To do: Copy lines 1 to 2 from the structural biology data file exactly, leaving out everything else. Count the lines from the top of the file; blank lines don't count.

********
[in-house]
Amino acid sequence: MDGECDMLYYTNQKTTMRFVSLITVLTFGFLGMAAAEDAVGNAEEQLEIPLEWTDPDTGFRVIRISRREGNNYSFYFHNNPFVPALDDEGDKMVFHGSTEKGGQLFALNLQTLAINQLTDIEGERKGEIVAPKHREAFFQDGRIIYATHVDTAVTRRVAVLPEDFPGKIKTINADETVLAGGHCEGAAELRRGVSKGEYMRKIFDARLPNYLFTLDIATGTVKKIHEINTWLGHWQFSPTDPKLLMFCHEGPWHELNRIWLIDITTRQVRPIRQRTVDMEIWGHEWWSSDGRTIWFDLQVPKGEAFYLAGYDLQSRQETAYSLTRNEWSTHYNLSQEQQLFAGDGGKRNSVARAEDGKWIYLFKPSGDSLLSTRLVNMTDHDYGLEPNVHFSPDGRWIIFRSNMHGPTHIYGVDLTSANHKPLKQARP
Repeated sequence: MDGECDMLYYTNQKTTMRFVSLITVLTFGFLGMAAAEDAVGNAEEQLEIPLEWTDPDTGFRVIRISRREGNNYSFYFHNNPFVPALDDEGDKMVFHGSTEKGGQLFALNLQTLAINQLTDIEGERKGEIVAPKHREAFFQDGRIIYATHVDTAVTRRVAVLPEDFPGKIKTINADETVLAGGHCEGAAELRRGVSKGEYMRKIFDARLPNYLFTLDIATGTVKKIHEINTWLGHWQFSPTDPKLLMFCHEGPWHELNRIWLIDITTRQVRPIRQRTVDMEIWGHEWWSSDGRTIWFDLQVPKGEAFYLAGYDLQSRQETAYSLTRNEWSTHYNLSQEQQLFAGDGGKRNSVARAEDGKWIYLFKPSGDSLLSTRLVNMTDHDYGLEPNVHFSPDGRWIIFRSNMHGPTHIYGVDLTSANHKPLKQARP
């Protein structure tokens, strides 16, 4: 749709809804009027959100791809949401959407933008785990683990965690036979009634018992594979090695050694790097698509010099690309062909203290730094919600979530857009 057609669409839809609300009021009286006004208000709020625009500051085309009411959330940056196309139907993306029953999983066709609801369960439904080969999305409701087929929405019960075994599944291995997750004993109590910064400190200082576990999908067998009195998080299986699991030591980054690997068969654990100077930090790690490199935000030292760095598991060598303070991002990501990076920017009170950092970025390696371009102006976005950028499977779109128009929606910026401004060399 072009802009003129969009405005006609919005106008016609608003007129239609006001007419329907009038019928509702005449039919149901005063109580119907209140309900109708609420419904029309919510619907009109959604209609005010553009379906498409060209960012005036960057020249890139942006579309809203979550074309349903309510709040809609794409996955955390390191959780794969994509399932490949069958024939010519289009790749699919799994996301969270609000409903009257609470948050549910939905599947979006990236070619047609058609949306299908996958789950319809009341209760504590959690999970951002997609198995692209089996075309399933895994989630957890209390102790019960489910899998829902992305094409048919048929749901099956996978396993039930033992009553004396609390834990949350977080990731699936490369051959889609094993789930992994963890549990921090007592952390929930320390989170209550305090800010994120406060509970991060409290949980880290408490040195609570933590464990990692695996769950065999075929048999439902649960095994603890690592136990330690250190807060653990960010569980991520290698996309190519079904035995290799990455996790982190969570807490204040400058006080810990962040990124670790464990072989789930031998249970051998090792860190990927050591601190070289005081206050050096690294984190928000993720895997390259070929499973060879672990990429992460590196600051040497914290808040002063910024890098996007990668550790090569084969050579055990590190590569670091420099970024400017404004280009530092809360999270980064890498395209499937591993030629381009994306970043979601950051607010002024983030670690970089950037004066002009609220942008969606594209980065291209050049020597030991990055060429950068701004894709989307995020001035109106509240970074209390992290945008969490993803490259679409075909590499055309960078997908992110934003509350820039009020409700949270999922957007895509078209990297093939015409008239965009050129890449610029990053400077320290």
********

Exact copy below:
[in-house]
Amino acid sequence: MDGECDMLYYTNQKTTMRFVSLITVLTFGFLGMAAAEDAVGNAEEQLEIPLEWTDPDTGFRVIRISRREGNNYSFYFHNNPFVPALDDEGDKMVFHGSTEKGGQLFALNLQTLAINQLTDIEGERKGEIVAPKHREAFFQDGRIIYATHVDTAVTRRVAVLPEDFPGKIKTINADETVLAGGHCEGAAELRRGVSKGEYMRKIFDARLPNYLFTLDIATGTVKKIHEINTWLGHWQFSPTDPKLLMFCHEGPWHELNRIWLIDITTRQVRPIRQRTVDMEIWGHEWWSSDGRTIWFDLQVPKGEAFYLAGYDLQSRQETAYSLTRNEWSTHYNLSQEQQLFAGDGGKRNSVARAEDGKWIYLFKPSGDSLLSTRLVNMTDHDYGLEPNVHFSPDGRWIIFRSNMHGPTHIYGVDLTSANHKPLKQARP